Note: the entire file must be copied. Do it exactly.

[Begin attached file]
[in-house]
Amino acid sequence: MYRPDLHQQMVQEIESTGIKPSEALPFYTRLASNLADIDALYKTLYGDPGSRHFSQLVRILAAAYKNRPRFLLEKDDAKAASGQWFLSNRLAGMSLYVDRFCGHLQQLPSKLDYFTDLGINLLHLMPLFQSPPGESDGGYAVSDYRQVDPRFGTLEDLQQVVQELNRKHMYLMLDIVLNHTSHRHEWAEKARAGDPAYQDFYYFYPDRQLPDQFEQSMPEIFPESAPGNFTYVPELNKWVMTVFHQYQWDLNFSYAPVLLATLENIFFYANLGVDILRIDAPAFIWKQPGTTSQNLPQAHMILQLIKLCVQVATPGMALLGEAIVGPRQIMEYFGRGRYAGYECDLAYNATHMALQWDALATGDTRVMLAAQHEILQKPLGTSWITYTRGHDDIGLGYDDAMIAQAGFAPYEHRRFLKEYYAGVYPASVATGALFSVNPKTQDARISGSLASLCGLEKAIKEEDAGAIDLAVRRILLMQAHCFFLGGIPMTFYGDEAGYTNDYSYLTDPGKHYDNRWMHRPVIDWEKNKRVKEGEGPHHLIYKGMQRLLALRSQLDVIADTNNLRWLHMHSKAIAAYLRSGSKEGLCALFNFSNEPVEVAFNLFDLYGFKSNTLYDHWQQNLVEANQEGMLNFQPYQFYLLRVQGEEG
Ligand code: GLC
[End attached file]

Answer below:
[in-house]
Amino acid sequence: MYRPDLHQQMVQEIESTGIKPSEALPFYTRLASNLADIDALYKTLYGDPGSRHFSQLVRILAAAYKNRPRFLLEKDDAKAASGQWFLSNRLAGMSLYVDRFCGHLQQLPSKLDYFTDLGINLLHLMPLFQSPPGESDGGYAVSDYRQVDPRFGTLEDLQQVVQELNRKHMYLMLDIVLNHTSHRHEWAEKARAGDPAYQDFYYFYPDRQLPDQFEQSMPEIFPESAPGNFTYVPELNKWVMTVFHQYQWDLNFSYAPVLLATLENIFFYANLGVDILRIDAPAFIWKQPGTTSQNLPQAHMILQLIKLCVQVATPGMALLGEAIVGPRQIMEYFGRGRYAGYECDLAYNATHMALQWDALATGDTRVMLAAQHEILQKPLGTSWITYTRGHDDIGLGYDDAMIAQAGFAPYEHRRFLKEYYAGVYPASVATGALFSVNPKTQDARISGSLASLCGLEKAIKEEDAGAIDLAVRRILLMQAHCFFLGGIPMTFYGDEAGYTNDYSYLTDPGKHYDNRWMHRPVIDWEKNKRVKEGEGPHHLIYKGMQRLLALRSQLDVIADTNNLRWLHMHSKAIAAYLRSGSKEGLCALFNFSNEPVEVAFNLFDLYGFKSNTLYDHWQQNLVEANQEGMLNFQPYQFYLLRVQGEEG
Ligand code: GLC